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“100 Days to Inspire Respect” Week 14: Fostering Civic Responsibility

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A Closer Look: 100 Days to Inspire Respect

Language: English

USC Shoah Foundation Senior Director of Programs and Operations Kori Street discusses "100 Days to Inspire Respect," a new education program from the Institute.

Every Friday, the following week’s 100 Days to Inspire Respect educational resources will be previewed.

For the final week of “100 Days to Inspire Respect,” students will reflect on how they can turn what they’ve learned into positive action in their communities.

IWitness will make available a series of resources that engage students to consider the manifestations of leadership, to engage students in a reflection of personal responsibility and acts of everyday leadership, including countering genocide denial. Finally, IWitness offers students a call to action around stepping up and making change to inspire respect – which always begins with them.

On Monday, IWitness will publish a new selection of curated clips on the topic “Leadership.” The clips will illustrate how genocide survivors and witnesses showed leadership, or witnessed strong leadership in someone else.

Tuesday’s activity is called “The Lollipop Moment: Small Acts of Everyday Leadership.” In this activity, students will broaden their definitions of leadership by exploring the power of small actions. Exploring leadership through the lens described in Drew Dudley's "Everyday Leadership" TED Talk, students will reflect on the impacts of two small, but significant acts from the testimonies of two Holocaust survivors, as well as on an action taken by a pair of eighth graders in 2015. Using Dudley's concept of a "lollipop moment," students will construct and share short narratives about small acts which had substantial impacts in their own lives.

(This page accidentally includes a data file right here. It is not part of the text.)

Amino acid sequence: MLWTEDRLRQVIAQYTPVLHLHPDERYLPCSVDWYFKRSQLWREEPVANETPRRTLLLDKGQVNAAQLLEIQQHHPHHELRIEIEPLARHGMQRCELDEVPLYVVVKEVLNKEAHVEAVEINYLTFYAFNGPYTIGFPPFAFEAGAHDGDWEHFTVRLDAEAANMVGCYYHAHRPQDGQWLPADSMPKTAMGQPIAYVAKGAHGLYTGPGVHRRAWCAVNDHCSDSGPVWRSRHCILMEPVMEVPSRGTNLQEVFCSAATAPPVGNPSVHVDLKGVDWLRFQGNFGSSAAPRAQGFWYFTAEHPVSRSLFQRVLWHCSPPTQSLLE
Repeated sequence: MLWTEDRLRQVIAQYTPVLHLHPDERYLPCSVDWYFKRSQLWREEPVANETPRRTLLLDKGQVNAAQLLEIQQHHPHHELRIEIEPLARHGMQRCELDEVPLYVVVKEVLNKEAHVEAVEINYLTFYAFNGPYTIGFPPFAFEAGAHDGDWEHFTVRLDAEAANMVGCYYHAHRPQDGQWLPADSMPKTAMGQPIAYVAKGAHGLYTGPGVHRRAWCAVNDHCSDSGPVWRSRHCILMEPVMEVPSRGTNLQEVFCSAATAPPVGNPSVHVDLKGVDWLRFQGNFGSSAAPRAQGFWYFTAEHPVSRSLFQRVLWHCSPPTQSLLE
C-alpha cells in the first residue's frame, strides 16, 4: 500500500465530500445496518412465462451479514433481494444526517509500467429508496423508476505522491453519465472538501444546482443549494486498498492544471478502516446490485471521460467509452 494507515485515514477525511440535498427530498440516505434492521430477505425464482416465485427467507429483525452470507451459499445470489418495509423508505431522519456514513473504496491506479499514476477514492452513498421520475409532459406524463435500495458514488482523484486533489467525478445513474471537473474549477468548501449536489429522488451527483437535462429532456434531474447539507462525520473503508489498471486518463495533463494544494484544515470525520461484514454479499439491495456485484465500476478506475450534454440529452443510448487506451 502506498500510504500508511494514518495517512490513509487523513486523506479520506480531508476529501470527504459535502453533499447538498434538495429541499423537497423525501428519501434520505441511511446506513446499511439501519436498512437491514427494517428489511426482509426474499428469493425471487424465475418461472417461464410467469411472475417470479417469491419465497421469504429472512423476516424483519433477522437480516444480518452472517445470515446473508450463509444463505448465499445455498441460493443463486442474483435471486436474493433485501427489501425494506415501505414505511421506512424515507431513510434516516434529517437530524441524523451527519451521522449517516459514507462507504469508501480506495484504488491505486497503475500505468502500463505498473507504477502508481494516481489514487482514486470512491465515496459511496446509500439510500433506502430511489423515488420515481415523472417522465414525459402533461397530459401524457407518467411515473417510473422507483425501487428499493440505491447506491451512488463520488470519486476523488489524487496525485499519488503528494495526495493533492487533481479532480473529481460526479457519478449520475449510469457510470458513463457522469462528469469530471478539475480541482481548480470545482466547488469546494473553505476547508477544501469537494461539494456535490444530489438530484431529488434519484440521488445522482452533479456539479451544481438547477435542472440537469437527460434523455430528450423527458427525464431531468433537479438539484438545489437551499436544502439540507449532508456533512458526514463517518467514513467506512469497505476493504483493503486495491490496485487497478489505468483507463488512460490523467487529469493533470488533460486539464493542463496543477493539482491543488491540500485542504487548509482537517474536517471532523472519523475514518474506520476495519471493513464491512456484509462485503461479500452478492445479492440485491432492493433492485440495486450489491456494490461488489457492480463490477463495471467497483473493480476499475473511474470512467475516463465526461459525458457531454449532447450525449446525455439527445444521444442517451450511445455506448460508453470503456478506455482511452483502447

Wednesday is a Mini Lesson called “Personal Views and Responsibility.” Students will hear from an Armenian genocide survivor who forgave the man who destroyed his family. Students will interrogate how personal experience informs one’s sense of responsibility.

On Thursday, the featured activity will be a Mini Quest “Antisemitism and the Bystander Effect.” In this activity, students will develop an understanding of what it means to be a bystander and its potential impact. Students will watch a number of testimonies from witnesses to and survivors and witnesses to historical and contemporary antisemitism who describe the consequences of the bystander effect in their own lives. Students will construct a social media message for the #BeginsWithMe campaign that describes their own plan to counter bystander behavior.

A familiar activity returns on Friday, but with a new twist. In “My Story Matters – Call to Action,” students will develop an understanding of what it means to be a bystander and its potential impact. Students will watch a number of testimonies from witnesses to and survivors and witnesses to historical and contemporary antisemitism who describe the consequences of the bystander effect in their own lives. Students will construct a social media message for the #BeginsWithMe campaign that describes their own plan to counter bystander behavior.

The very last activity of 100 Days to Inspire Respect, on Day 100, April 29, will be an inspiring graphic showcasing “101 Ways to Inspire Respect Through Testimony.” Featuring 101 ways students have been inspired to make a positive difference through the activities and educational resources of the past 100 days, the graphic hopefully will inspire others to follow their lead.

Playlist Reference: 
A Closer Look: 100 Days to Inspire Respect